Minneapolis Residents Sue City for Lack of Police Protection: ‘Our Lives Are Becoming Unlivable’

Minneapolis Residents Sue City for Lack of Police Protection: ‘Our Lives Are Becoming Unlivable’
Police take back the streets at around midnight after firing copious amounts of tear gas to disperse protesters and rioters outside the Minneapolis Police 5th Precinct during the fourth night of protests and violence following the death of George Floyd, in Minneapolis, Minn., on May 29, 2020. (Charlotte Cuthbertson/The Epoch Times)
Bill Pan

A group of Minneapolis residents and community leaders suing the city over lack of police protection on Monday argued their case before a county judge.

In their complaint, the plaintiffs said Mayor Jacob Frey and the Minneapolis City Council’s push to “defund” and “disband” the city’s police department has made their neighborhood dangerous. All eight of them live on Minneapolis’s North Side, which has a higher concentration of violent crime compared to other parts of the city.
“Every single night on any block in this neighborhood you can hear gunshots!” said Cathy Spann of the North Side, reported CBS Minnesota. “Every single freaking night!”
James Dickey, the plaintiffs’ attorney, argued that the city’s police force has become depleted to the point that it can’t provide the minimum level of protection required by the city’s charter. According to the city’s charter, the city council “must fund a police force of at least 0.0017 employees per resident,” meaning that the city, with a population of 425,000, needs roughly 730 police officers.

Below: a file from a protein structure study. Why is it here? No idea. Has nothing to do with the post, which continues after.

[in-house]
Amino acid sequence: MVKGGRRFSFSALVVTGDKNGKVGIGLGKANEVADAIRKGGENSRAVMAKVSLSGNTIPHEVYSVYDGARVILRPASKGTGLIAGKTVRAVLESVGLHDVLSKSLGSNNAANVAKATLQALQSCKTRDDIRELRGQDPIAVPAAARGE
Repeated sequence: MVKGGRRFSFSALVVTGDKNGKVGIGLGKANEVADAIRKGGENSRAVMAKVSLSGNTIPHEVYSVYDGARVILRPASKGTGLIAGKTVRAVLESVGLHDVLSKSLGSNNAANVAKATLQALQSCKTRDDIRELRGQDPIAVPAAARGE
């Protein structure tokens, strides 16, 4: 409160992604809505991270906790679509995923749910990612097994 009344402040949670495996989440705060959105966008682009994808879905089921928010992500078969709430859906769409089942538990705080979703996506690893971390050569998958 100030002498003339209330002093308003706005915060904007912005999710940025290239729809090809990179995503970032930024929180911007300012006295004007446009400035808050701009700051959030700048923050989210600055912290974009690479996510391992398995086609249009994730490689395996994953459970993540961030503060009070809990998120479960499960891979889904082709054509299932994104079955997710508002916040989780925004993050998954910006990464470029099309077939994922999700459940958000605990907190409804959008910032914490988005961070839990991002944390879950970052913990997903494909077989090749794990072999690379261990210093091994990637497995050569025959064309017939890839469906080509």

“We didn’t get anything we think from the city, and their affidavits they provided or today in court that would actually indicate that they have enough police on the force to keep Minneapolis safe, according to the city charter,” Dickey said, adding that officers are quitting, retiring, and taking medical leave in unprecedented numbers without replacement.

A month after the death of George Floyd in the custody of four Minneapolis police officers and the ensuing riots, the city council unanimously voted to redirect $1.1 million from law enforcement to the health department. A proposal to allow voters to decide whether to dismantle the police department was also forwarded, but the City Charter Commission voted in August to keep the question off November’s ballot.

“Now these are extraordinary times, when violence upticks to the point where our lives are becoming unlivable,” said plaintiff and former councilman Don Samuels, reported FOX 9 Minneapolis-St. Paul. “We’ve heard gunshots on a nightly basis, our children cannot go outside to play. We’re trapped inside in addition to COVID isolation that’s taking place.”

“We have made the emotional appeal,” he continued. “We have demonstrated the statistical uptick and now this is the legal action we are exercising because it seems as if the City Council cannot hear us and doesn’t feel what we feel.”

Hennepin County Judge Jamie Anderson did not make a ruling on Monday. She is expected to issue a decision about the plaintiff’s request within the next three months.